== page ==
It might seem anachronistic to apply the Ku Klux Klan Act to this thoroughly modern form of voter intimidation. But the law’s plain text indicates its broad reach: Any “two or more persons” who “conspire … to prevent” any citizen from voting by “force, intimidation, or threat” are liable. The Supreme Court has imposed another requirement on equal protection suits under the law—that these actions be motivated by “discriminatory animus” toward some particular group. But that would be an easy threshold to clear here: Both “Alien Invasions” are full of nativist rhetoric disparaging immigrants and seem designed to raise suspicion about Latino voter fraud. PILF’s work exhibits clear animus toward immigrants as well as the American Latino community as a whole. (The plaintiffs take the position that because the alleged conspiracy hinders voting rights specifically, they need not even prove animus under Supreme Court precedent.)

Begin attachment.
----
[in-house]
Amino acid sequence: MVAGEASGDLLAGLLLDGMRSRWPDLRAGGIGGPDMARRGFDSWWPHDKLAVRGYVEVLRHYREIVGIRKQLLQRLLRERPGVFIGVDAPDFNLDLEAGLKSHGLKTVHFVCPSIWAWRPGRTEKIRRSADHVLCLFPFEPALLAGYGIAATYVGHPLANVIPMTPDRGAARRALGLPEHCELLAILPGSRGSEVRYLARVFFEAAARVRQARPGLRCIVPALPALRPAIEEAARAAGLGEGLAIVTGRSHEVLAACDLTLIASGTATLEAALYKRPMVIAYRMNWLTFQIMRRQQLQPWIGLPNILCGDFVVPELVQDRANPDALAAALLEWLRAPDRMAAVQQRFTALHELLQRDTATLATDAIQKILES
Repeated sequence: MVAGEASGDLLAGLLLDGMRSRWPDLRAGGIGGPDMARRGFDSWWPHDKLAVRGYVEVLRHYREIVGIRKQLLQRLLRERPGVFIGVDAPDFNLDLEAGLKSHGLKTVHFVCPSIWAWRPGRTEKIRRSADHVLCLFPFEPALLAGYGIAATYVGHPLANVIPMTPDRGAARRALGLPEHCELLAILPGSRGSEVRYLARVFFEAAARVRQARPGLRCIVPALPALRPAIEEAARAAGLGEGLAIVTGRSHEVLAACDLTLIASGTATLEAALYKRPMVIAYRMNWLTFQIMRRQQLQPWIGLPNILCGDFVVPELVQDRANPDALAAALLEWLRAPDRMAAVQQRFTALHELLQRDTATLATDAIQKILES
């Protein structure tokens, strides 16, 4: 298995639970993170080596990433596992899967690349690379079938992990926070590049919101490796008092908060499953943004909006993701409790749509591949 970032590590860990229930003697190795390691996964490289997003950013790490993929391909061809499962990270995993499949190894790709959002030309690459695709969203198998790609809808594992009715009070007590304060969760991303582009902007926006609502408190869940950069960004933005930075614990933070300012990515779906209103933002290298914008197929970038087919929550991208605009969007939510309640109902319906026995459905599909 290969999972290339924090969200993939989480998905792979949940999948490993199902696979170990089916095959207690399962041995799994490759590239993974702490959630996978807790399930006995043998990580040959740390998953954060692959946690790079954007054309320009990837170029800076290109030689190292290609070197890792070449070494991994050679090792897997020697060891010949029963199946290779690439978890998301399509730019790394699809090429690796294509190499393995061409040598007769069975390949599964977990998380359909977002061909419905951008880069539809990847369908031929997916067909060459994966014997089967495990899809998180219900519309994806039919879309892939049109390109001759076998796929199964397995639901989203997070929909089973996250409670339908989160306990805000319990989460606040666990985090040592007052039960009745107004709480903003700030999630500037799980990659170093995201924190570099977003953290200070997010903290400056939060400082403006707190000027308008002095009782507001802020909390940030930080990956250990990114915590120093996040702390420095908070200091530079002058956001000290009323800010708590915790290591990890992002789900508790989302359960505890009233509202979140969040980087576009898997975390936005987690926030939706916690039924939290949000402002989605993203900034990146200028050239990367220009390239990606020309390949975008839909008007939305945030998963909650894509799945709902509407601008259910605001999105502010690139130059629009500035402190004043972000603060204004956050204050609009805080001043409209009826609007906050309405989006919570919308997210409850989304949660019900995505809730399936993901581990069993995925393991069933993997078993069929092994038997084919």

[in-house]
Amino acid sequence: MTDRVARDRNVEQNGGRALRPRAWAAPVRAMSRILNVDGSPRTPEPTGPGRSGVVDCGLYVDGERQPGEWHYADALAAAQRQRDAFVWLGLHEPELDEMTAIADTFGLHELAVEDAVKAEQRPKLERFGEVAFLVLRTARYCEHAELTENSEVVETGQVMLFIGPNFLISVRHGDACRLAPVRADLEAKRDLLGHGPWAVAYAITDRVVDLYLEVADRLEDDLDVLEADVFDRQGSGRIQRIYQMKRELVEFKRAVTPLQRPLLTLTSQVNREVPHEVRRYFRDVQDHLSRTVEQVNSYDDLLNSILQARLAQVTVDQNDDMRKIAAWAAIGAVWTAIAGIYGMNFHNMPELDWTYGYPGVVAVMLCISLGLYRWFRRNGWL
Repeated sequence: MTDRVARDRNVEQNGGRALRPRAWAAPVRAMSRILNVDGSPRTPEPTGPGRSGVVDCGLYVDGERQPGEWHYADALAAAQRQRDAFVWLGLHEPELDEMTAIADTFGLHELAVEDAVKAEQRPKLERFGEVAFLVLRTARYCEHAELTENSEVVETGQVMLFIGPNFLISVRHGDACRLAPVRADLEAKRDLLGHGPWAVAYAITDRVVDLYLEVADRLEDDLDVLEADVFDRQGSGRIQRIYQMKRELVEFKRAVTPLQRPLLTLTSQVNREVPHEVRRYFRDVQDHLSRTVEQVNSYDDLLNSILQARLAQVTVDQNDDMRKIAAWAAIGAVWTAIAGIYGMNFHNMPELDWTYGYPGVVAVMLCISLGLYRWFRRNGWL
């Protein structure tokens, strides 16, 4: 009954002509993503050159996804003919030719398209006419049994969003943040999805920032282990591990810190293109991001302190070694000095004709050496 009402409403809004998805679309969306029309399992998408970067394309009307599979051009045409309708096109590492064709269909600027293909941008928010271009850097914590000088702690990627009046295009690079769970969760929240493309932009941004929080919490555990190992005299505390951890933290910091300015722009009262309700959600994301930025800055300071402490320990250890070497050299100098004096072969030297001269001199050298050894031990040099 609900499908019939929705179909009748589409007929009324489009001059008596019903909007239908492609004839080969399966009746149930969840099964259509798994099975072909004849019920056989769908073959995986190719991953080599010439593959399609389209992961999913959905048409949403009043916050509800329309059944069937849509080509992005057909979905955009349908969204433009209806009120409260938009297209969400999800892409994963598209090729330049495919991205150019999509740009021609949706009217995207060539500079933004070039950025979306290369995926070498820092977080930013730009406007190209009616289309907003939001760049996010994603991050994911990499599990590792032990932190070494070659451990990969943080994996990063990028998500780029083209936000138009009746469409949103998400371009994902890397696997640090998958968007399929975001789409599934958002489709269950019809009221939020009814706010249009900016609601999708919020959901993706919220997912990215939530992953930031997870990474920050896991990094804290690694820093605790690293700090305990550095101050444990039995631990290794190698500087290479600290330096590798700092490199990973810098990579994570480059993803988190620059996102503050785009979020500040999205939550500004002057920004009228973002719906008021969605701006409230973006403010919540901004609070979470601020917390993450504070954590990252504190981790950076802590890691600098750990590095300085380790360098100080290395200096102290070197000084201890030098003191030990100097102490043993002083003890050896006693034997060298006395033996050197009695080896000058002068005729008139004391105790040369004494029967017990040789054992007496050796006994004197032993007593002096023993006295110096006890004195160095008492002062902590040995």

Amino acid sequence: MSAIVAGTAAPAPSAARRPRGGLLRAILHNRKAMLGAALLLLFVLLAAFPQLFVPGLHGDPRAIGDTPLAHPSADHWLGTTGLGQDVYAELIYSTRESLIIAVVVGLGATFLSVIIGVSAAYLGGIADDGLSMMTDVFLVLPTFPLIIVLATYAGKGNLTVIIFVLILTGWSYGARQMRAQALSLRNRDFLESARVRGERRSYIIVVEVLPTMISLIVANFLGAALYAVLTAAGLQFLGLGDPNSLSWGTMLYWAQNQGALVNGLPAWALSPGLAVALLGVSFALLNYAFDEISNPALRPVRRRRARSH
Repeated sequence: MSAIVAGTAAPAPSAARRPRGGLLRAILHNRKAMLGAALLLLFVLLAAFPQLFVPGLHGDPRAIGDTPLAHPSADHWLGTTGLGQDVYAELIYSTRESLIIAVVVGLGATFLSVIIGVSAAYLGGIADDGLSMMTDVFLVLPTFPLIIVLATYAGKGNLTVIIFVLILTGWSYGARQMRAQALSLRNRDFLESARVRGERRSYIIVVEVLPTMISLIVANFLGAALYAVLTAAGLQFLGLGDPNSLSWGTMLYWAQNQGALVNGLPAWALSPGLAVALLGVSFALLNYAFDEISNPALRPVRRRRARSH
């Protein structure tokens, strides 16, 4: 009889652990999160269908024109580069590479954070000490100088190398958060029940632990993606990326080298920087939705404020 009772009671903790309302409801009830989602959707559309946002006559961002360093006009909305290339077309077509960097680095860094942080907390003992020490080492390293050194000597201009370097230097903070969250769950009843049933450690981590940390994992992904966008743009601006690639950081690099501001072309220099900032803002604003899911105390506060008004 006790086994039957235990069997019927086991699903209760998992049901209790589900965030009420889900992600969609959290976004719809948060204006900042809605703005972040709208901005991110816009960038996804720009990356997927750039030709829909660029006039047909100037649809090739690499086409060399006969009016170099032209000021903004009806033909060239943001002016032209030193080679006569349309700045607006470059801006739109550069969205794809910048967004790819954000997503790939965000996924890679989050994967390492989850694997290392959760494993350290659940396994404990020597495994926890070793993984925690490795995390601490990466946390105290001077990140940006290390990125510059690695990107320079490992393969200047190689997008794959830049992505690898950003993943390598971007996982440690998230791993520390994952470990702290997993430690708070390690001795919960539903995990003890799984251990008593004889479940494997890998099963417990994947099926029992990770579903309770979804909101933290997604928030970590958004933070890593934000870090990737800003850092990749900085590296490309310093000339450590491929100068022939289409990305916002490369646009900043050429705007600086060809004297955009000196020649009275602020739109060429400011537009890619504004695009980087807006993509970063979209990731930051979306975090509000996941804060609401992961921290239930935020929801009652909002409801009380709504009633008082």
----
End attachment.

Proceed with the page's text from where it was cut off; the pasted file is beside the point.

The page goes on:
For good measure, the plaintiffs also sued under the Voting Rights Act, which similarly bars individuals from attempting to intimidate “any person for voting or attempting to vote,” with no animus requirement. And they sued Adams and PILF for defamation, arguing that they “recklessly and maliciously failed to exercise due care and diligence” before publishing “defamatory statements” that impugned their reputations.

There is a good chance that this case will go to trial—which means that Adams will have to defend the methodology of his reports in a court of law. When fellow voter-fraud czar Kris Kobach attempted to do exactly that last month, he failed miserably, exposing the fraudulence of his own claims and data. It would be salutary for American democracy to force Adams into the same spotlight to reveal the nonsense that undergirds his life’s work. But it’s equally important that these four plaintiffs have the opportunity to face their accuser in court and hold him accountable for his own malicious lies.